Four Philosophies behind Technology Choices
This week I have been watching some very enlightening introductory lectures on philosophy. I didn't know much about philosophy, so I found that by contrasting some of the philosophical theories, I gained an insight not just into the meaning of different belief systems, but the reasoning that underpins them. Highly recommended.
While posting to a discussion thread about my current technology stack, I thought about how philosophical theories could help to explain the rationale behind how different people make technology choices. Thus, I present to you: The Philosophy behind Technology Choices.
1. Utilitarian (Webformsianism)
A utilitarian believes that when asked to make a technology choice, the right tool is the one that maximises the result. They are much less concerned with the intrinsic qualities of the technology, and more about the results the technology can bring them. Technology is a means to an end.
A utilitarian will choose whatever technology they think will maximise their result, and have no qualms choosing "lesser" technologies like Web Forms or Silverlight. They aren't afraid of drag-and-drop tools, and they rarely stop to refactor code. If it ain't broke, don't fix it.
You can spot a utilitarian by their use of copious amounts of third-party UI control libraries and messy code organisation.
2. Paternalist (Redmondism)
Paternalists believe in the power of big vendors to provide. The reasoning behind their choices isn't based on subjective evaluation of the intrinsic qualities of each technology, but rather where it came from. While they may still need to make a choice from vendor solutions, their scope of possible options will be limited.
If asked to choose, for example, an ORM, a paternalist will see their options as being limited to Entity Framework, DataSets or Enterprise Library Data Access Application Block. The paternalist would prefer to use poor quality, slow, un-testable technologies while they wait for the Vendor to provide in the next framework release. They may end up with the same conclusion as the other philosophies, but for different reasons.
You can spot a paternalist by examining their NuGet packages folder, which will only contain Microsoft-produced packages.
3. Libertarian (Githubianism)
The opposite of paternalists, libertarians reject the idea of heavy influence from the Vendor. They believe that the Vendor exists to serve them, rather than the other way around. They think developers should be self-sufficient and should be trusted to make good choices without needing to be coerced by the vendor. They see dependence on the vendor as dangerous.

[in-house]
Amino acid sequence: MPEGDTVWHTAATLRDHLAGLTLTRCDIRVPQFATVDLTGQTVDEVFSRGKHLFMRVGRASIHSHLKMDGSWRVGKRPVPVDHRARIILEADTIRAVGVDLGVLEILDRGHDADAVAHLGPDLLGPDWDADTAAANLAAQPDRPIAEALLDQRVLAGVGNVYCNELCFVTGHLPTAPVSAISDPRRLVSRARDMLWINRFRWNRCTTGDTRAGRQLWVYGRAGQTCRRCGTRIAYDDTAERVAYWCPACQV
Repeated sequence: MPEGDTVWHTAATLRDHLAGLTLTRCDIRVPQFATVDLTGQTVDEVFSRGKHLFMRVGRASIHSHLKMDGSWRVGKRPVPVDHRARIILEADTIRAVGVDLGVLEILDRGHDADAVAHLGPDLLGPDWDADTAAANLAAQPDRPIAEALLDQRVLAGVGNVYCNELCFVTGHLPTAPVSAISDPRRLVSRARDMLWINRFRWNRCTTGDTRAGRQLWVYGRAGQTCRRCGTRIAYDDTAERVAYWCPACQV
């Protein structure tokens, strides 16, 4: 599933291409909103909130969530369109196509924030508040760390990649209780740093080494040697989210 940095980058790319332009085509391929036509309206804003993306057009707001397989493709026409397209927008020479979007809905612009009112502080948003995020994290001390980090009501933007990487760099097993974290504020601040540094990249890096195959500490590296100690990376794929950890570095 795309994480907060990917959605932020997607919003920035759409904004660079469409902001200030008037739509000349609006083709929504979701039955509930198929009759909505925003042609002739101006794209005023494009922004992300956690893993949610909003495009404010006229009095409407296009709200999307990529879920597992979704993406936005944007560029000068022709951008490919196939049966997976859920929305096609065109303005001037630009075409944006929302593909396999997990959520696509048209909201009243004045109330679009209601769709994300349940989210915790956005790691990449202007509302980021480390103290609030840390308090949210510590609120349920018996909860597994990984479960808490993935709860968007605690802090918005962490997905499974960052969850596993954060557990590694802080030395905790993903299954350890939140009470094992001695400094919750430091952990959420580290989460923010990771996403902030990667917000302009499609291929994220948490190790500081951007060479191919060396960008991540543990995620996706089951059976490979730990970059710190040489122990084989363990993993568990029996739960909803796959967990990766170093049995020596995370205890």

To a libertarian, just as important as the technology choice is the freedom to choose in the first place. When no choice exists, they are happy to write their own. A libertarian would prefer to find open-source solutions to their problems before becoming dependent on a vendor.
You know you are looking at a libertarian because the only Microsoft-produced references in their project are for the .NET framework (and only because they haven't had time to test on Mono).
4. Kantian (Unclebobism)
Followers of Kantianism are the opposite of utilitarians. They believe that a technology choice is right because of the nature of the technology itself, rather than the results it achieves. That is, they believe that some choices are inherently right, and some are inherently wrong, and it doesn't always "depend". While the utilitarian sees technology as a means to an end, Kantianism followers see technology as both an end and a means.
Kantianism followers have a well defined system for evaluating technology: the SOLID principles. They will choose ASP.NET MVC over Web Forms not because MVC is more productive (a utilitarian reason), nor because it is being hyped more by the vendor (the paternalist's reason), but because MVC is much closer to the SOLID principles, and is therefore right (the Libertarian, by contrast, would choose an open source alternative).
When a look at the technology stack behind a project, it's important to understand that there are many possible motivations behind the technology choices. A choice might be justified by its expected results alone, by preference for a vendor, by a preference for retaining control and mistrust of vendors, or by inherent value that we judge to be in the technology regardless of the results. More often than not, any choice is going to be influenced by more than one of these factors.
Which of these theories had a role in your current technology stack? What does it look like? Did we miss any important motivators?
Welcome, my name is Paul Stovell. I live in Brisbane and work on Octopus Deploy, an automated deployment tool.
Prior to founding Octopus Deploy, I worked for an investment bank in London building WPF applications, and before that I worked for Readify, an Australian .NET consulting firm. I also worked on a number of open source projects and was an active user group presenter. I was a Microsoft MVP for WPF from 2006 to 2013.